Whales make new friends as warmer seas drive migration

In August 2010, a bowhead whale(left;courtesy NOAA) from the Bering Sea swam into the North-West Passage. Having negotiated Alaska and picked its way through the maze of ice-ridden channels off the north coast of Canada, it made its way to Viscount Melville sound. Viscount Melville Sound is an arm of the Arctic Ocean in Kitikmeot, Nunavut, Canada. Forming part of the Parry Channel, it separates Victoria Island and Prince of Wales Island from the Queen Elizabeth Islands. East of the sound lies Lancaster Sound, leading into Baffin Bay; westward lies the McClure Strait and the Arctic Ocean. Viscount Melville sound is a part of the Northwest Passage. There the bowhead whale met a second bowhead, which had entered the passage from Baffin bay, next to Greenland. (lower right; click to enlarge)

The two met because the passage, long blocked by ice, is opening as the climate warms. The anecdote, which came to light thanks to satellite transmitters on the whales, is part of increasing data showing how ocean life is being transformed by rising sea temperatures, with some bits of apparently good news to sweeten the pill.

The two bowheads were tagged by Mads Peter Heide-Jørgensen of the Greenland Institute of Natural Resources in Nuuk and his colleagues. Bowheads entered the passage in 2002 and 2006, but this was the first time two were seen to cross paths (Biology Letters, DOI: 10.1098/rsbl.2011.0731).

Heide-Jørgensen thinks whales have been sneaking through, undetected, since the ice began to retreat. The Greenland population, once decimated by whalers, has grown suspiciously fast since 2000, and Heide-Jørgensen suspects the hand of immigration from Alaska.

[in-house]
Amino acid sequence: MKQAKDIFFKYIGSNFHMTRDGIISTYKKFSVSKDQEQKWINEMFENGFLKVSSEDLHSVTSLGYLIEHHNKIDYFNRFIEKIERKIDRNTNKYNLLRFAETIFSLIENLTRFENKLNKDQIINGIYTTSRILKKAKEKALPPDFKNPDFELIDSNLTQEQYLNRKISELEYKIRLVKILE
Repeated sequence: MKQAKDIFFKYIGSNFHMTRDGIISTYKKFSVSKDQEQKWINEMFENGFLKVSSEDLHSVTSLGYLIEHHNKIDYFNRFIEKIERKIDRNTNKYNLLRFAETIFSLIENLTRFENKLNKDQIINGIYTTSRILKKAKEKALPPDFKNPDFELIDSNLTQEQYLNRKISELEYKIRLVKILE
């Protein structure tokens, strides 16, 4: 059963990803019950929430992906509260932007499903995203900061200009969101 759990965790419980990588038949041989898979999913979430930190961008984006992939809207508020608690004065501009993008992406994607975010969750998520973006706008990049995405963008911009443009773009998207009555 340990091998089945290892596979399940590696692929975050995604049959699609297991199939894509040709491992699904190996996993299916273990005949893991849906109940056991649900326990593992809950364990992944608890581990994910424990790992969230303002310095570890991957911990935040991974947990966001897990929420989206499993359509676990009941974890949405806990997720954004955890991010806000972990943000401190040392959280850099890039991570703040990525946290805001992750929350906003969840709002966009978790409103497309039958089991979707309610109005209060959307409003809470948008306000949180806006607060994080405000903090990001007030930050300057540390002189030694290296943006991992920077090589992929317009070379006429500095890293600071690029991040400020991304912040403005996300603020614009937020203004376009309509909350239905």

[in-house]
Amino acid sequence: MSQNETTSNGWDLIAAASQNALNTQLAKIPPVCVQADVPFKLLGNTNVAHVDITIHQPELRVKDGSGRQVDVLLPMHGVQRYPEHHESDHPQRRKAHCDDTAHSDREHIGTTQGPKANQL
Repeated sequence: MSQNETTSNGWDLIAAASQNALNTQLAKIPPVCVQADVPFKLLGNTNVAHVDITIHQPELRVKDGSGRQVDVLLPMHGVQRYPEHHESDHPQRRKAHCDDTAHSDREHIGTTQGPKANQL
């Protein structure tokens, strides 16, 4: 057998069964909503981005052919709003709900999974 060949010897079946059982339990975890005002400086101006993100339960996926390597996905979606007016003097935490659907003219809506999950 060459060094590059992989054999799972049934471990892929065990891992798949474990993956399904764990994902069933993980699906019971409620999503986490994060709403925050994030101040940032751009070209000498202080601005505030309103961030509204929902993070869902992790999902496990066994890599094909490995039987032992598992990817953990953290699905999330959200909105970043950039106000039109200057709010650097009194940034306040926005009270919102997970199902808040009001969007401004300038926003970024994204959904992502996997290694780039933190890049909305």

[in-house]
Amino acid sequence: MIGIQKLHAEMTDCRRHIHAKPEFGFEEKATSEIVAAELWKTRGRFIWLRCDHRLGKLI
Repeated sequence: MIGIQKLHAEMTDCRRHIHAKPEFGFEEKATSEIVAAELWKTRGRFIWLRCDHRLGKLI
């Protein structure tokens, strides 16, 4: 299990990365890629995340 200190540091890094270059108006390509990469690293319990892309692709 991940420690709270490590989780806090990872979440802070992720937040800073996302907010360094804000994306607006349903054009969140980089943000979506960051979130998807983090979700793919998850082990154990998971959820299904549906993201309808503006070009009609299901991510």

That's perfectly possible, says Aviad Scheinin of the University of Haifa in Israel. In May 2010, he spotted a Pacific grey whale in the Mediterranean Sea, which probably got there via the Arctic. Conventional wisdom has it that grey whales have been extinct in the Atlantic Ocean for more than 200 years, and the species survives only in the north Pacific. That was the case until the week of May 3, 2011, when a 13-meter-long grey whale was spotted cruising off the coast of Israel.

"This is sensational," Phillip Clapham of the US government's National Marine Mammal Laboratory in Seattle was quoted as saying after hearing the news from marine biologists in Israel. "The most plausible explanation is that it came across an ice-free North-West Passage from the Pacific Ocean, and is now wondering where the hell it is.

"Further evidence of links between Atlantic and Pacific ecosystems comes from Cambridge bay
in Nunavut, Canada, where pods of narwhals appeared on 15 August. They do not normally venture so far west, but shrinking ice seems to be changing that.

It's not just whales that are affected by warming seas (see map below). Steve Simpson at the University of Bristol, UK, looked at 25,612 trawls in fisheries around the UK and in the North Sea between 1980 and 2008. There waters have warmed by 0.05 °C a year since 1980.Populations grew for 27 of the 50
most common fish; nine declined and 14 held steady (Current Biology, DOI: 10.1016/j.cub.2011.08.016). "I had expected to see many struggling and maybe one or two doing well," he says,

In his surveys, cold-adapted species like cod were all in decline, replaced by warm-adapted ones like red gurnard, which breed faster. Markets are catching on. "Five years ago fishermen were selling red gurnard as bait to crab fishermen for 50 pence a fish," Simpson says. Now restaurants buy them for £5 a fish.

But the pill is bitter-sweet. An open North-West Passage may be good news for bowheads, which will have more places to feed, but many Inuit will struggle, since they rely on walruses that are running out of sea ice on which to breed. And although UK fish markets may be boosted, that's no help to fishing communities in the tropics. If temperatures rise dramatically, many species there will either move out or die.

Source:

NewScientist Environment,"Whales make new friends as warmer seas drive migration ", accessed October 3, 2011
NewScientist Environment,"Stray grey whale navigates the North-West Passage", accessed October 3, 2011

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